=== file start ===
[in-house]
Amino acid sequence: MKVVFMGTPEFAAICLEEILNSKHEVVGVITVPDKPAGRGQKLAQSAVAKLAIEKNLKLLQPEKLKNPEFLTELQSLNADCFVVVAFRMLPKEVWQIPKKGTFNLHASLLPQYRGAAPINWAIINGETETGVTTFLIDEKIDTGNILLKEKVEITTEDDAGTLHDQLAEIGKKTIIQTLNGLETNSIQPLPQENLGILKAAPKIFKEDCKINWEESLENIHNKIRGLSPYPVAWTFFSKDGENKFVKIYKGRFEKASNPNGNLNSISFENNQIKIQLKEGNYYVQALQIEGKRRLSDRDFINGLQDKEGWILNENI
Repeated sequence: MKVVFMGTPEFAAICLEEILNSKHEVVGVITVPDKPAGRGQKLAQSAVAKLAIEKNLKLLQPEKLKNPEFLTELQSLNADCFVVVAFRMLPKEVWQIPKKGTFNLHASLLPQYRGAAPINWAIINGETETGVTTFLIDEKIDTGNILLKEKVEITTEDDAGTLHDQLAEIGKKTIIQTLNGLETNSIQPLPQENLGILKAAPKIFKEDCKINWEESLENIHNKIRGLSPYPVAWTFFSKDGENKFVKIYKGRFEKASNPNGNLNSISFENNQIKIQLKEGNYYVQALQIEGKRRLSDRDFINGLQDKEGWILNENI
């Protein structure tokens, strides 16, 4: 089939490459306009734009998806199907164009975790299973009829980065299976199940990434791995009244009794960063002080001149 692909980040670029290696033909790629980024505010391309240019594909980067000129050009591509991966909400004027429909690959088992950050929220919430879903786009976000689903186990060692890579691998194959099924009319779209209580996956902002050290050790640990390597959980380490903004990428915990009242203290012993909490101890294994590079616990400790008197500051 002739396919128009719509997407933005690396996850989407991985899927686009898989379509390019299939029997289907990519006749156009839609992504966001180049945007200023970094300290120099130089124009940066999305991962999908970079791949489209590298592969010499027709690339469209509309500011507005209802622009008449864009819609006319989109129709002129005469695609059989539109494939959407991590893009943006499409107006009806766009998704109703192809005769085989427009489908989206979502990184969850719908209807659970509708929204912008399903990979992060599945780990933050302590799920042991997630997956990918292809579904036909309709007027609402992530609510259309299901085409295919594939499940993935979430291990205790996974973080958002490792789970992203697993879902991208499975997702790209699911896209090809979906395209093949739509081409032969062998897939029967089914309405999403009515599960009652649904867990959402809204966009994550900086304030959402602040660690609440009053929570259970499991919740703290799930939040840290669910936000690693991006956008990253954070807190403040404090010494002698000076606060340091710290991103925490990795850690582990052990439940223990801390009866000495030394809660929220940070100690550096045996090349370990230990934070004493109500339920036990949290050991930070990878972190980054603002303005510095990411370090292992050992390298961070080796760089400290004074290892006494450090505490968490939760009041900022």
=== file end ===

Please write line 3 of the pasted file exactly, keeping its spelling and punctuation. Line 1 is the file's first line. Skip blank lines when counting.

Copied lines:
Repeated sequence: MKVVFMGTPEFAAICLEEILNSKHEVVGVITVPDKPAGRGQKLAQSAVAKLAIEKNLKLLQPEKLKNPEFLTELQSLNADCFVVVAFRMLPKEVWQIPKKGTFNLHASLLPQYRGAAPINWAIINGETETGVTTFLIDEKIDTGNILLKEKVEITTEDDAGTLHDQLAEIGKKTIIQTLNGLETNSIQPLPQENLGILKAAPKIFKEDCKINWEESLENIHNKIRGLSPYPVAWTFFSKDGENKFVKIYKGRFEKASNPNGNLNSISFENNQIKIQLKEGNYYVQALQIEGKRRLSDRDFINGLQDKEGWILNENI